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Port of New Orleans wants to clean up its brownfields

28th August 2017   ·   0 Comments

By Susan Buchanan
Contributing Writer

Polluted sites with vacant or falling structures along the Industrial Canal, including one in New Orleans East and others in the Florida Avenue Turning Basin in the Upper Ninth Ward, are slated for an eventual cleanup. In January, the U.S. Environmental Protection Agency gave a $200,000 Brownfields Area-Wide Planning Grant to the Port of New Orleans so that it can find ways to rehabilitate its decaying waterfronts.

The port has begun work on a brownfields plan for the Industrial Canal Corridor, a 5.5-mile stretch of business, mixed-used and residential properties. Restoration should reduce risks to the public from contaminants and flooding, spur growth along the waterfront, and create greenery and recreation areas, according to EPA. Separately, the EPA in early June awarded the city’s Regional Planning Commission a $300,000 grant for a community-wide, brownfields assessment. Here we’ll look at the port’s grant since efforts on it are the furthest along.

“EPA’s $200,000 grant to the port funds planning work,” Jennah Durant, EPA spokeswoman in Dallas, said last week. “A property along Jourdan Road and several properties along the Florida Avenue Turning Basin have been identified as priority sites in the grant’s target area,” she said. Future development of those sites will be determined later. “Industrial reuse is possible because of their proximity to the canal and other transportation services,” she said. The port’s planning grant extends to April 2019.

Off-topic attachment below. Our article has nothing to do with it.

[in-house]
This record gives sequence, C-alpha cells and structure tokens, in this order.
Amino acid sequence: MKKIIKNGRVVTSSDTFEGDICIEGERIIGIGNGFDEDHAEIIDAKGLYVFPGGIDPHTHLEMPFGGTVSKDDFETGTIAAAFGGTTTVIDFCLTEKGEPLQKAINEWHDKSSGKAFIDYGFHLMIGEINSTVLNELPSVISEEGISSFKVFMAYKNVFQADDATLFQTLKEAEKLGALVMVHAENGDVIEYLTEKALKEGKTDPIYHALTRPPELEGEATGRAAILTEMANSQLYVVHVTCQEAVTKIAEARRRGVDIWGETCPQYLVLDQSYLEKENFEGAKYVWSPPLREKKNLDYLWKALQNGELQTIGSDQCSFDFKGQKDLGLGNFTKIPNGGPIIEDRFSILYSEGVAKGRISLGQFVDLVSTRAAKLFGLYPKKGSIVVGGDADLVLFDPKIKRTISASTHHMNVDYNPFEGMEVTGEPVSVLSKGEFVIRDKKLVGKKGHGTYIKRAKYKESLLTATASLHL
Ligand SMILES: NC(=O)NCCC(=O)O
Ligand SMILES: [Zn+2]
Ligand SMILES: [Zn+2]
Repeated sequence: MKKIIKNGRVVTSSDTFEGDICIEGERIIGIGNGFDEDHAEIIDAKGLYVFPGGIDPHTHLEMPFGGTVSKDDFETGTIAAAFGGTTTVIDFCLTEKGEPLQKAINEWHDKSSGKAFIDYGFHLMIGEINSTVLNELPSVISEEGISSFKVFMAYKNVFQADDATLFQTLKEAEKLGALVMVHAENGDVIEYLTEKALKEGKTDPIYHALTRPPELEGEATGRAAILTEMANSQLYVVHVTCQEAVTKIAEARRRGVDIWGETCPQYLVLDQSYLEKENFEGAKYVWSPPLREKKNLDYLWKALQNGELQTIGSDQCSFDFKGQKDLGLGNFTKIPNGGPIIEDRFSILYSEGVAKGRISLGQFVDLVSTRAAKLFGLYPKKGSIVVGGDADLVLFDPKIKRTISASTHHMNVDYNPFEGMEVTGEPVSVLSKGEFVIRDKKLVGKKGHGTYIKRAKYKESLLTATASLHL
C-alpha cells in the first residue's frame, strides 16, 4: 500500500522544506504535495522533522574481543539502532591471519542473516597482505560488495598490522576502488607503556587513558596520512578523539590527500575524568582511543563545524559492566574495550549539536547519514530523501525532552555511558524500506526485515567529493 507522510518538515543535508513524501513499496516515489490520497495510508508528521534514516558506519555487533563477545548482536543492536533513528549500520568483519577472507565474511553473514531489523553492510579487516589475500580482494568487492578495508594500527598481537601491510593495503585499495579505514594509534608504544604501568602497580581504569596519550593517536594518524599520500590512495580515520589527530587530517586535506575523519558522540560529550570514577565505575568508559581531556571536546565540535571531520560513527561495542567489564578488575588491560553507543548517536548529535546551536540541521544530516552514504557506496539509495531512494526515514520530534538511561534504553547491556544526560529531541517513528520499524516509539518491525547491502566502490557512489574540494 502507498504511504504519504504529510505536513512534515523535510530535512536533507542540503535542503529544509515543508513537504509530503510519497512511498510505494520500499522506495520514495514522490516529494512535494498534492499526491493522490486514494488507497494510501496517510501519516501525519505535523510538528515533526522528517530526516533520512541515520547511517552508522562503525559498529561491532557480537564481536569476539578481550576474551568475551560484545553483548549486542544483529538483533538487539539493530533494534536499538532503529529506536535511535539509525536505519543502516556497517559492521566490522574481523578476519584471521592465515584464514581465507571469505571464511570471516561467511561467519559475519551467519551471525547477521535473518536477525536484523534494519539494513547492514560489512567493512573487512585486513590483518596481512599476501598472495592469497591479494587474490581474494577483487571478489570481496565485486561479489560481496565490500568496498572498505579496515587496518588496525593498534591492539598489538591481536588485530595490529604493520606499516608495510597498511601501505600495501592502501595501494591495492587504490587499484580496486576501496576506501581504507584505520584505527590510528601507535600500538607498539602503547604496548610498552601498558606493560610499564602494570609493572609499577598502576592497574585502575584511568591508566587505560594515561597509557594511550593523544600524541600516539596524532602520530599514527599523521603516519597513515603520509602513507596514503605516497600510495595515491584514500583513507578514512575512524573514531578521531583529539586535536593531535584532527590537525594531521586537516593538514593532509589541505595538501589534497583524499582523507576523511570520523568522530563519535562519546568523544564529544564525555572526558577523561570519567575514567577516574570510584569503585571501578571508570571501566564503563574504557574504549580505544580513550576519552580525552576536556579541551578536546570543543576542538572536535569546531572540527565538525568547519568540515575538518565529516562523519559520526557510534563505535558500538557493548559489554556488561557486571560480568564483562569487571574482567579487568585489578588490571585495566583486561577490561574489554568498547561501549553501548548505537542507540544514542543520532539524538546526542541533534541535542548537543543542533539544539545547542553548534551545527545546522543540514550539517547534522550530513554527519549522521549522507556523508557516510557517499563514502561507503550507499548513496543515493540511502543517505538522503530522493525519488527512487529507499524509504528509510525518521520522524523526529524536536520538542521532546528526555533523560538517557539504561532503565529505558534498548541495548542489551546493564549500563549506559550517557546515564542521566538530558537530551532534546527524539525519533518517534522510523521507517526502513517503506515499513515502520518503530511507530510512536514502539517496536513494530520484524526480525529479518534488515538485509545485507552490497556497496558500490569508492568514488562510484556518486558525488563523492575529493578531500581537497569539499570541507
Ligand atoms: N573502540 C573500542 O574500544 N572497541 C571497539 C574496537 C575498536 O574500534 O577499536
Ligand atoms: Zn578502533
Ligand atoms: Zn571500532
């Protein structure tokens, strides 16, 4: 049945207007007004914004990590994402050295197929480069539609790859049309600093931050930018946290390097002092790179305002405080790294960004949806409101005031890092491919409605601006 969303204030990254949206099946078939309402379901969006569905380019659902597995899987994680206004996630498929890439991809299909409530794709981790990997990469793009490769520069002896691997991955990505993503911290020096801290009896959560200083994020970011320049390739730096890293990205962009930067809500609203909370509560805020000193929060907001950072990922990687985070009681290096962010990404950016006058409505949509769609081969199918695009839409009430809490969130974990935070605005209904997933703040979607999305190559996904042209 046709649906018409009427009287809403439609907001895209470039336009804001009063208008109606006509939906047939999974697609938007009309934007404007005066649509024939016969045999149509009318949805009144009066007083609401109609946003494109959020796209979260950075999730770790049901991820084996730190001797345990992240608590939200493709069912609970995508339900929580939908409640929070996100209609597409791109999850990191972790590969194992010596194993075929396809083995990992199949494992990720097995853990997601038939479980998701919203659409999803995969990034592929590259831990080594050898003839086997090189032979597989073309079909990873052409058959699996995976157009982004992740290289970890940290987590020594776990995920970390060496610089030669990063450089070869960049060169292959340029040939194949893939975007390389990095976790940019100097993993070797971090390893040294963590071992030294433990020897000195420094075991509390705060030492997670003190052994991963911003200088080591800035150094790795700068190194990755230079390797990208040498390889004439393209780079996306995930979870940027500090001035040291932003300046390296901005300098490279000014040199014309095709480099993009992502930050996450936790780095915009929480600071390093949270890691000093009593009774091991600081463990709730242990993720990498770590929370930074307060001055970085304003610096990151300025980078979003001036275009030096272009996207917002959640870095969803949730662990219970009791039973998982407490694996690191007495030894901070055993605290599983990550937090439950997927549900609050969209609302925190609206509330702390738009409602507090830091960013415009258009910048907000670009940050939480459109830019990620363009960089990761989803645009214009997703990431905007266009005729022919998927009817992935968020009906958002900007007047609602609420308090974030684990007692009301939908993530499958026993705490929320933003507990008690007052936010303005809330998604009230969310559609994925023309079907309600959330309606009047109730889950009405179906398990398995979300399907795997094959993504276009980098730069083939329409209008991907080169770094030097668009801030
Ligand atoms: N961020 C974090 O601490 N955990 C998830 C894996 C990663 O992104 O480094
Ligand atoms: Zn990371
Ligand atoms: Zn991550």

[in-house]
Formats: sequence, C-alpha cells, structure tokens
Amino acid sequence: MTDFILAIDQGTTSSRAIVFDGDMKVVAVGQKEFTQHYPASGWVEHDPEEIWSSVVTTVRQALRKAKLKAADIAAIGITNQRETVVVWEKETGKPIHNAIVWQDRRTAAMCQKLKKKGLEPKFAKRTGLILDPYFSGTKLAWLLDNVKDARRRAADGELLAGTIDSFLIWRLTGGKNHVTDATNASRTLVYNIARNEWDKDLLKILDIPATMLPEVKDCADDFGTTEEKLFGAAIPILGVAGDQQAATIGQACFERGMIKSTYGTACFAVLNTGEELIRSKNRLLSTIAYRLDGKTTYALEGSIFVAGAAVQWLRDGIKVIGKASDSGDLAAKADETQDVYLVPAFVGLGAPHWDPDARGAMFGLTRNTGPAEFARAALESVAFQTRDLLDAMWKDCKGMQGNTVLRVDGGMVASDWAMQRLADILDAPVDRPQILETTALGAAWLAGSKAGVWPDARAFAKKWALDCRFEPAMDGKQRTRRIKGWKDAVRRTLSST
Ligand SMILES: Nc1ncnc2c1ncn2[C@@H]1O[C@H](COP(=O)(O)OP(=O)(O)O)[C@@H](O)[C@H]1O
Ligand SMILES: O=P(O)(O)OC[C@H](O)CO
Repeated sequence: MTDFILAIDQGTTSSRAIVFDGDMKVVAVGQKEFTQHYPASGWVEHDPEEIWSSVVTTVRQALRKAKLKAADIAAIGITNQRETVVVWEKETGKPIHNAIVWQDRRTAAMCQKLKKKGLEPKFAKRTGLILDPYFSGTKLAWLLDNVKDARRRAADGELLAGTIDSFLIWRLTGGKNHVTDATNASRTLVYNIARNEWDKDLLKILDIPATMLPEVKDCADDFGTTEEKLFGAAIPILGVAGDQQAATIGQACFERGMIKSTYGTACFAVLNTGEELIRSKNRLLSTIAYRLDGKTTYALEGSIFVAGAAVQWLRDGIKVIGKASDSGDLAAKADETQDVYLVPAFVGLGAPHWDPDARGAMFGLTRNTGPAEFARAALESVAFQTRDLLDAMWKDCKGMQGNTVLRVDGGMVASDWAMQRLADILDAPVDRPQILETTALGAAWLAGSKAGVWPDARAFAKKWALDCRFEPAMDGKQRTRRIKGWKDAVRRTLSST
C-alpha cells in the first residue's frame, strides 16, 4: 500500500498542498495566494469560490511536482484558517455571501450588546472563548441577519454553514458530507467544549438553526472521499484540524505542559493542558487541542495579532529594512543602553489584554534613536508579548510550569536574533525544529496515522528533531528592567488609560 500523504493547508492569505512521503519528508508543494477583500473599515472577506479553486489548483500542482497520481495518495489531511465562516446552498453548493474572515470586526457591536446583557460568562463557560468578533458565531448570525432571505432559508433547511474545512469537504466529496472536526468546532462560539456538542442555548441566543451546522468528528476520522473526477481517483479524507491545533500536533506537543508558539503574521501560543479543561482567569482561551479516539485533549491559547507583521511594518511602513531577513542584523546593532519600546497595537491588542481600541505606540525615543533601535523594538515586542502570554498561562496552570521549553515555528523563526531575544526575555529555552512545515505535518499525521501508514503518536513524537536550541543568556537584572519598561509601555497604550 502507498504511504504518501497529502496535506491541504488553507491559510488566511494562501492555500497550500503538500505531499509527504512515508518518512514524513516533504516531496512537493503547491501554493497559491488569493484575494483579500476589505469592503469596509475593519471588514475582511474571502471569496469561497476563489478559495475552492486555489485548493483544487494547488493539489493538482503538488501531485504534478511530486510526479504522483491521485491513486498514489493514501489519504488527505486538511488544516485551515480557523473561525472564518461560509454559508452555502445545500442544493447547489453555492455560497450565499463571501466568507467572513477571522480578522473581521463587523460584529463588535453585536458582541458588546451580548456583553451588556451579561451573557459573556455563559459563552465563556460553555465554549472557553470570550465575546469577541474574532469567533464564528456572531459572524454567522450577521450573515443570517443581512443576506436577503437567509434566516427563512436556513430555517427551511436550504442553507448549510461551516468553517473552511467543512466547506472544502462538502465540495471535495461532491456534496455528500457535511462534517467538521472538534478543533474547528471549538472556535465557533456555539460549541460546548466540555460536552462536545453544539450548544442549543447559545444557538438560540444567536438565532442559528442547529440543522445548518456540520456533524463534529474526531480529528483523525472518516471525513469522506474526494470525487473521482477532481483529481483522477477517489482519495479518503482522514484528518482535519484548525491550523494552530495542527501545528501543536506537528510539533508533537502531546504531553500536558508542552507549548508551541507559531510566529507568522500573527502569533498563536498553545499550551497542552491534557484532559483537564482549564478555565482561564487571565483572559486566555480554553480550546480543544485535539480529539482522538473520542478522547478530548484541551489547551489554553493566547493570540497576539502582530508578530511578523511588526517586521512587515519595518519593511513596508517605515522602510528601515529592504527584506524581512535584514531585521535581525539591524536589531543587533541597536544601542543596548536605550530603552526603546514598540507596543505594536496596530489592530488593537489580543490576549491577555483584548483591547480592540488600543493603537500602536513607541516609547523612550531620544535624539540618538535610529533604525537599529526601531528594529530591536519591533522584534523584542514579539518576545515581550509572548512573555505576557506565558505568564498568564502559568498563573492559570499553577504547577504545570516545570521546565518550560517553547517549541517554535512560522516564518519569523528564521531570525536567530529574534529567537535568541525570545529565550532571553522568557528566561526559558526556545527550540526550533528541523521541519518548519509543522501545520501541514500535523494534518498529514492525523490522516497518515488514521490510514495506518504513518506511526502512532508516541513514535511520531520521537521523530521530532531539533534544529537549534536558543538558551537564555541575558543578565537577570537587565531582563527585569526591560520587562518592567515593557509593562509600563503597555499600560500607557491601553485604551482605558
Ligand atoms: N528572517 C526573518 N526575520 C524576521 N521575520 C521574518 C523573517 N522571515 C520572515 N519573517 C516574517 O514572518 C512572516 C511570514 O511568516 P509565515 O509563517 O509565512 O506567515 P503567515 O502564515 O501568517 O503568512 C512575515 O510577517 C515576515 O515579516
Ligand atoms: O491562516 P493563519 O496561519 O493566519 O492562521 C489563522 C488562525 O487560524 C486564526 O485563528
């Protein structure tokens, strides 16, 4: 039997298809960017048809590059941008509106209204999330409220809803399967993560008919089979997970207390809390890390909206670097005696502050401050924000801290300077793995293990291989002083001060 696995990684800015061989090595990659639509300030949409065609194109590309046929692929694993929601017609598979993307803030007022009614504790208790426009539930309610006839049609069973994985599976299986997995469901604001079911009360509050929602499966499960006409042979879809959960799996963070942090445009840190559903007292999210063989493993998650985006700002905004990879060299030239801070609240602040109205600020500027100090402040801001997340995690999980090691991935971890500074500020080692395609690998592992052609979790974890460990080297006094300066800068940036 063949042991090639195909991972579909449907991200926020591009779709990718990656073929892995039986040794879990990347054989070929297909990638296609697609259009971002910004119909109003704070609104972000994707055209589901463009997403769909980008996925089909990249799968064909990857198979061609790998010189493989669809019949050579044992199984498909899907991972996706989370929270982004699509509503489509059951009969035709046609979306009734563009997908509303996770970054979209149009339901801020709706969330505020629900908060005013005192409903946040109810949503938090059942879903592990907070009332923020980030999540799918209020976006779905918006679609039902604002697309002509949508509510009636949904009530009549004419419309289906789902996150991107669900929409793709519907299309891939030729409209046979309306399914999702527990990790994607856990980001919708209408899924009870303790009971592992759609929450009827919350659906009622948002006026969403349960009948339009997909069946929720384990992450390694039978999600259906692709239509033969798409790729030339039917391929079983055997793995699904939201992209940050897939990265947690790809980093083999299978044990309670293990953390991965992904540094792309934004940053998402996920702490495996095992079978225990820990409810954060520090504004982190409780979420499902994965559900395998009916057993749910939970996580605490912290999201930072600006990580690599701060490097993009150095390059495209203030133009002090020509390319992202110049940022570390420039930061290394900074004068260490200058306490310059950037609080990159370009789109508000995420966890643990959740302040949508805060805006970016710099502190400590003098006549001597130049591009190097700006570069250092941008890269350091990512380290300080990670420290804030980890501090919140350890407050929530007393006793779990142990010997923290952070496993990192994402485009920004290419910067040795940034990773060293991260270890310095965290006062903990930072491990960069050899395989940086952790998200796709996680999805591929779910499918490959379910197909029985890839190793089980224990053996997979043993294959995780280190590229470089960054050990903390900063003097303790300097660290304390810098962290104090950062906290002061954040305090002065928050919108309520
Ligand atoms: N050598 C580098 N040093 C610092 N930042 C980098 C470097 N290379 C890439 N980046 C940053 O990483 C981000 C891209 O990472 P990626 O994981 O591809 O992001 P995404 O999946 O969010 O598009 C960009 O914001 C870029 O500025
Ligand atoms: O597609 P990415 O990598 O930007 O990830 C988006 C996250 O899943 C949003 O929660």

The man-made Industrial Canal connects with the also man-made Gulf Intracoastal Waterway to the east. In recent decades, the canal hasn’t met its full commercial potential, and that’s affected surrounding neighborhoods. “Buildings were constructed and industries operated there well before rules were in place to protect human health and the environment, leaving the port with many legacy brownfields issues,” the port said in its March brownfields work plan. Hurricanes added to blight along the once-productive corridor. Any remediation work that occurred was spontaneous and done with little planning. Along the canal, the port owns 1,000 acres of industrial, maritime-use property. With EPA funds, the port wants to reverse waterfront decay and to engage the public about the corridor’s future.

Donnell Jackson, Port of New Orleans spokesman, said the port applied for an EPA brownfields planning grant a year ago, with an eye to invigorating the Inner Harbor. “We were awarded a two-year planning grant this year to help us execute our Port Inner-Harbor Economic Revitalization or PIER Plan, with goals of job creation and job connections, increasing commerce and renewing the Inner Harbor’s viability,” he said.

The money from EPA is strictly for planning purposes and can’t be used for cleanups, Jackson said. “Over the next two years, we’ll catalog what we know about properties along the Inner Harbor, gathering input from stakeholders—current businesses, economic and development entities, government agencies, non-government organizations, community leaders and elected officials.”

Jackson said, “The project area includes the entire Inner Harbor, with catalyst sites for focused planning—two portions around the Florida Avenue Turning Basin and the property at 7300 Jourdan Road.”